The real beauty of Dove

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Photos of women in undergarments with different shapes and ethnicities representing Real Beauty for Dove Campaign.

Self beauty and worth is an echo. 

This statement is from a mother reflecting on her daughter’s self-identity. She shares this in a video as part of the Dove ‘Real Beauty’ campaign. When you watch the video, you will see (eerily) how daughters mirror their mother’s concerns when it comes to their own body image.

Perfect this way.

The most recent video in this campaign shines a spotlight on curly hair. What five and six-year-old girls have to say about their curly locks is disheartening. It’s alarming, honestly. At this tender age, a physical feature is already serving as a source of frustration. It’s beginning to chip away at their ability to affirm their natural beauty.

Five and six-year-olds.

Celebrating the natural of beauty.

Dove broke new ground ten years ago when the brand chose to honor real beauty through a spectrum of body shapes. The focus was on accepting, loving and celebrating what makes each of us unique and beautiful on our own terms.

The campaign has been lauded for highlighting real women sharing perspectives on beauty, identity and self-acceptance. Dove not only created – but broke open – a new frontier of space for women to claim their natural beauty and authentically own it in a public way.

Keep it real.

Authenticity is something I like to wax on about when it comes to market strategy. A brand can develop clever messaging supported by a thoughtful and integrated advertising campaign. However, if the brand promise doesn’t hold true, throw clever brilliance right out of the window. Your claim must be honest and realistic. If not, your consumers/customers will be the first to let you know of your misfire and do so rather swiftly across social media.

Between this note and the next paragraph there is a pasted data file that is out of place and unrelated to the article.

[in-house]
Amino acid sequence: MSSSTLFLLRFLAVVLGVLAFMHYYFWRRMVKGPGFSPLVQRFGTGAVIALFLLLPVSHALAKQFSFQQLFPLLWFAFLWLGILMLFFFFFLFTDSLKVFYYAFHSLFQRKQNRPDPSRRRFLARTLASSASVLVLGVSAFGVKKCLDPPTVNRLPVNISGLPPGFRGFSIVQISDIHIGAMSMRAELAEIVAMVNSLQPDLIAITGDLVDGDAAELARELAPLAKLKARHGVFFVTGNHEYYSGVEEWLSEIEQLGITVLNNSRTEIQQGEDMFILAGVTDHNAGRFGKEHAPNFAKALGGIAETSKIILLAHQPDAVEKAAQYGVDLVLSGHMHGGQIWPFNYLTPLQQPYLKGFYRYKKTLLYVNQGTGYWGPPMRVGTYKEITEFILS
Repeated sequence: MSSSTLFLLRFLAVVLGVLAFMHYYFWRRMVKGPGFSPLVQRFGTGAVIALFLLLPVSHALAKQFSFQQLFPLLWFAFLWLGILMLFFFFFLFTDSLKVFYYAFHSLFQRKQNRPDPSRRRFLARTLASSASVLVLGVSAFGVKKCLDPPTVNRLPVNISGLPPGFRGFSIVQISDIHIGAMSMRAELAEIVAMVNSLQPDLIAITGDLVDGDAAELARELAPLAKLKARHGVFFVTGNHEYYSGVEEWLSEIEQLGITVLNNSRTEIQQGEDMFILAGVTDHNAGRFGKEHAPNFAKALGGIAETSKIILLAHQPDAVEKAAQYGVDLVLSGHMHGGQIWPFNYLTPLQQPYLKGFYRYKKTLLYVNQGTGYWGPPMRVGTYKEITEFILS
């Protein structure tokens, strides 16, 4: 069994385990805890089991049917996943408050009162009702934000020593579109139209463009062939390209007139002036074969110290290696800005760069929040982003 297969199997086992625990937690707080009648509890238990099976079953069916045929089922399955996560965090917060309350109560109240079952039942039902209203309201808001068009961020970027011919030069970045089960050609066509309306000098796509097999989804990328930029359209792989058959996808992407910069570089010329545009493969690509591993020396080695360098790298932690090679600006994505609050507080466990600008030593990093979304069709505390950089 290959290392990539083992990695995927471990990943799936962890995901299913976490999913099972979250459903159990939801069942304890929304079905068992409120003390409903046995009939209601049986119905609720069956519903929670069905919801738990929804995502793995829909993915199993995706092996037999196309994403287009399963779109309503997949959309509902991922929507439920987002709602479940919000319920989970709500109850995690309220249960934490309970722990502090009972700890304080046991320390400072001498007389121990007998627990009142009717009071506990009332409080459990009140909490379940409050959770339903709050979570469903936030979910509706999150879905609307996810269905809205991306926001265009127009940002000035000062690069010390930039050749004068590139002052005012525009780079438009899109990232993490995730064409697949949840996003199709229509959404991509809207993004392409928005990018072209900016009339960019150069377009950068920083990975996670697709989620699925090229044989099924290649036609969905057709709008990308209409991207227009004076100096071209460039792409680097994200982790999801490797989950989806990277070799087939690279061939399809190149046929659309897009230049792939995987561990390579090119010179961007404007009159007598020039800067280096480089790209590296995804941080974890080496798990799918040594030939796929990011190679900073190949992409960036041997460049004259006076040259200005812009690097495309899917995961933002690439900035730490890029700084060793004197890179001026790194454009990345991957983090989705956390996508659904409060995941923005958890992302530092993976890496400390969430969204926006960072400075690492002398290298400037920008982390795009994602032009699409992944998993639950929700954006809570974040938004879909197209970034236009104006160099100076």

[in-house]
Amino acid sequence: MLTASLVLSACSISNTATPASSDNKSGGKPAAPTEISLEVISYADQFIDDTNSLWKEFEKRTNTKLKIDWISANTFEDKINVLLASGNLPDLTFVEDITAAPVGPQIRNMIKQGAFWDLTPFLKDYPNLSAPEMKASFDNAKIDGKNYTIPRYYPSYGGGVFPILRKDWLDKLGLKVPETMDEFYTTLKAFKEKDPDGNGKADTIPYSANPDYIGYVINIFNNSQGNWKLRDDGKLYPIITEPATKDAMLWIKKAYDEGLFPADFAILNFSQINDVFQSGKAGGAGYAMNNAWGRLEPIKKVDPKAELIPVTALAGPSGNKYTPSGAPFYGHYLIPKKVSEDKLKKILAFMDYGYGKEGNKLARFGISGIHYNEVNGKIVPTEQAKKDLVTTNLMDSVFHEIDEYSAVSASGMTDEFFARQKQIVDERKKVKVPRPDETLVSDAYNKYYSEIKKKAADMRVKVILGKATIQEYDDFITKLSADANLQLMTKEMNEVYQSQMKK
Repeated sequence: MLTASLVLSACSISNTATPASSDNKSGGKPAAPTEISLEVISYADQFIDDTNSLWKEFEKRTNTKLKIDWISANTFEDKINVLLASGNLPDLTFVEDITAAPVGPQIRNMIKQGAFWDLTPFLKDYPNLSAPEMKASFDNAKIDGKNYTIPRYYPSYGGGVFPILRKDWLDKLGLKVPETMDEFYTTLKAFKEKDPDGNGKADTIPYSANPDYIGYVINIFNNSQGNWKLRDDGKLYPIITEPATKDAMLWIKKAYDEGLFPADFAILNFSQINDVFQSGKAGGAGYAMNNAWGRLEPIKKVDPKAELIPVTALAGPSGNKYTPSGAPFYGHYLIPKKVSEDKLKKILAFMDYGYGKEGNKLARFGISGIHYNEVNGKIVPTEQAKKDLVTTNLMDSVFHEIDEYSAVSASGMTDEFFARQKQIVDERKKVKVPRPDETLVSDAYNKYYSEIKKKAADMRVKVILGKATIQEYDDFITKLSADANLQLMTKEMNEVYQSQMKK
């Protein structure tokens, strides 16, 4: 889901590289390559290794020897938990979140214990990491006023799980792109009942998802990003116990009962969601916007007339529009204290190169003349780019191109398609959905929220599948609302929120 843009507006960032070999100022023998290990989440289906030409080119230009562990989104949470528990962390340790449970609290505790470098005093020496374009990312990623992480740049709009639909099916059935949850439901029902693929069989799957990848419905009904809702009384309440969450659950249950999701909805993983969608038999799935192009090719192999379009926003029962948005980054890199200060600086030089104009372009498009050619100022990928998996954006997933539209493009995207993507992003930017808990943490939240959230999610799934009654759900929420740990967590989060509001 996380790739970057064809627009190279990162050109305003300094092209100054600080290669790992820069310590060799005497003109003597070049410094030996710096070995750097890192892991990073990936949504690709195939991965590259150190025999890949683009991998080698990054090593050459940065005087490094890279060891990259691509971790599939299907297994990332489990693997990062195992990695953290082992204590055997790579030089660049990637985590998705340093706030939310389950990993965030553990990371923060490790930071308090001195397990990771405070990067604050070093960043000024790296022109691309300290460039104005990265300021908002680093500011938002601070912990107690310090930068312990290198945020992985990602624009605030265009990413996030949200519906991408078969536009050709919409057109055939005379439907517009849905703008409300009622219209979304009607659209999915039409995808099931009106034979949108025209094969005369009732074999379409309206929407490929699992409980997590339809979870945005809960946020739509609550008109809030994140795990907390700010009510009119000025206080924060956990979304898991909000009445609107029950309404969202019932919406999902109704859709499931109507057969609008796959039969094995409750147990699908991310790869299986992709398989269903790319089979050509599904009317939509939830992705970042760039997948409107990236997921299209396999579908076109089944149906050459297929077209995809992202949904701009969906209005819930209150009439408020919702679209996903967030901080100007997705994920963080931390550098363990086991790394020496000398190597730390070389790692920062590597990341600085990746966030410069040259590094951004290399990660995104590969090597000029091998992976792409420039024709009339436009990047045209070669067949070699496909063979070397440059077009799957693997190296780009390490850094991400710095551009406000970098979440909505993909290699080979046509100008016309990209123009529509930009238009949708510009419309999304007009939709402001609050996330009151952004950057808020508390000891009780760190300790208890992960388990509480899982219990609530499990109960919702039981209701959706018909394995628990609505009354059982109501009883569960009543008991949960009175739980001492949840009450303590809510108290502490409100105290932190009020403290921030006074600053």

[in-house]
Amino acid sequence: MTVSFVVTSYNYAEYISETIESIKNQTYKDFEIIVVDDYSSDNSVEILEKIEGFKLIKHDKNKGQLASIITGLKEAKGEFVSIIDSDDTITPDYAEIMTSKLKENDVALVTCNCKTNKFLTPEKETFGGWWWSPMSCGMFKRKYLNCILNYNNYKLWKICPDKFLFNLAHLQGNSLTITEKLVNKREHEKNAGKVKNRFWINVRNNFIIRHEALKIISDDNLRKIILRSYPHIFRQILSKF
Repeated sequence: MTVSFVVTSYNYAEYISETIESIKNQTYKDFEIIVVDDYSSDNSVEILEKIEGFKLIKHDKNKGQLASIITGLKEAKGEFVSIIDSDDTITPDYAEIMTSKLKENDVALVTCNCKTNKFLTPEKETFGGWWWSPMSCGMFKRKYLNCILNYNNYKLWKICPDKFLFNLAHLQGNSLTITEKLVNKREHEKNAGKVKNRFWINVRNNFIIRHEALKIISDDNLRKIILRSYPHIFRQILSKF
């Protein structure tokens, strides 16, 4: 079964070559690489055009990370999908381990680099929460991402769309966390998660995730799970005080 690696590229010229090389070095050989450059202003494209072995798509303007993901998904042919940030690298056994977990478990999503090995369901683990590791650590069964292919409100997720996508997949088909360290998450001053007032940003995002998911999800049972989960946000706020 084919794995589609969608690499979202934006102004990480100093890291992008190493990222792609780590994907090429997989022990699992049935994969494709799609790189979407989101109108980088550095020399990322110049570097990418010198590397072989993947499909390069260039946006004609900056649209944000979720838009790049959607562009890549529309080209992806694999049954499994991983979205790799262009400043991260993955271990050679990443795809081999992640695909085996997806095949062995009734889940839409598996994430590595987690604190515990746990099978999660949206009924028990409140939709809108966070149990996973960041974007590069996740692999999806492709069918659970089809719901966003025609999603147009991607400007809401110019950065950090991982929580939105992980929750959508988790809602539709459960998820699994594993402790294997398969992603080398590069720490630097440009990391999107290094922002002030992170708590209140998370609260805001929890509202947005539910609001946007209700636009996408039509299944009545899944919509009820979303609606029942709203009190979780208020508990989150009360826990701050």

Dove found market share and heart by fostering dialogue and empowering women to speak about self in a positive light.

  • Dove is not building the brand by promoting their product line.
  • Dove is not extolling how their products allow you to find your real beauty.
  • Dove is storytelling through the narratives of real women and cultivating fans, ambassadors and followers.

Quite simply, Dove is leveraging the power of storytelling to build their brand.

Quote about storytellling focusing on the listener and appealing to all to hold value.

A marketing ideal.

Dove has identified a differentiated and underserved space among beauty product consumers and continues to build and nurture that space. By speaking with women versus to them, Dove is establishing trust and creating value. Value feeds sales, which Unilever is no doubt reaping and enjoying.

However, the greater takeaway is cultivating a community. This equates to stewardship and is the marketing ideal to sustain longevity for continued brand loyalty and sales.

As a consumer (or marketing professional for those of you out there), what do you think of the ‘Real Beauty’ campaign? For the men reading, don’t think I’ve left you out. Dove launched ‘Real Strength’ during Superbowl XLIX. I welcome (actually really want!) your perspective on the campaign.

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slydawgg · at

Really a great post CoolDeb. This really resonated with me and how my views have always been. It took me a long time to get here, but OWN yourself. It makes you a ton happier in life.

cooldeb · at

Thank you for your comment slydawgg. I am glad the content resonated with you and I appreciate you sharing your own journey!

Lyda · at

Really great analysis of this campaign.

Heather Peters · at

Great commentary, Deb. This type of narrative from Dove is one that all women, especially our younger sisters, nieces & daughters, need to see more of in the marketplace. Thank you for sharing!

SD James · at

Can I tweet this? Powerful. 🙂 Thank you for sharing. 🙂

cooldeb · at

SD, yes tweet away! I have a Twitter icon at the bottom of the post that makes it easy with just one step! Heather, I absolutely agree. It’s a rare narrative and a needed one that should be shared and celebrated across generations. Lyda, thanks for the compliment. I value your opinion. Cheers to the three of you and thanks for the read and comments!

Theresa Hunter · at

Dove is brilliant and their videos are powerful! I hope to use some of them in my new counseling ventures at Mclaughlin ES. Great blog Debbie, very relevant topic.

Kfactr · at

I think Dove should be commended for its ideals to promoting women as smart and unique individuals. Being considered a change agent in their segment starting around 2004 when the campaign was launched, Dove started pushing boundaries. If Unilever wants to really be a change agent they would change their positioning with their Axe brand, which has been using highly sexualized images of women. But I guess this is a brand philosophy and not a company philosophy.

Great analysis of the campaign. I enjoyed Debbie’s thinking on this.

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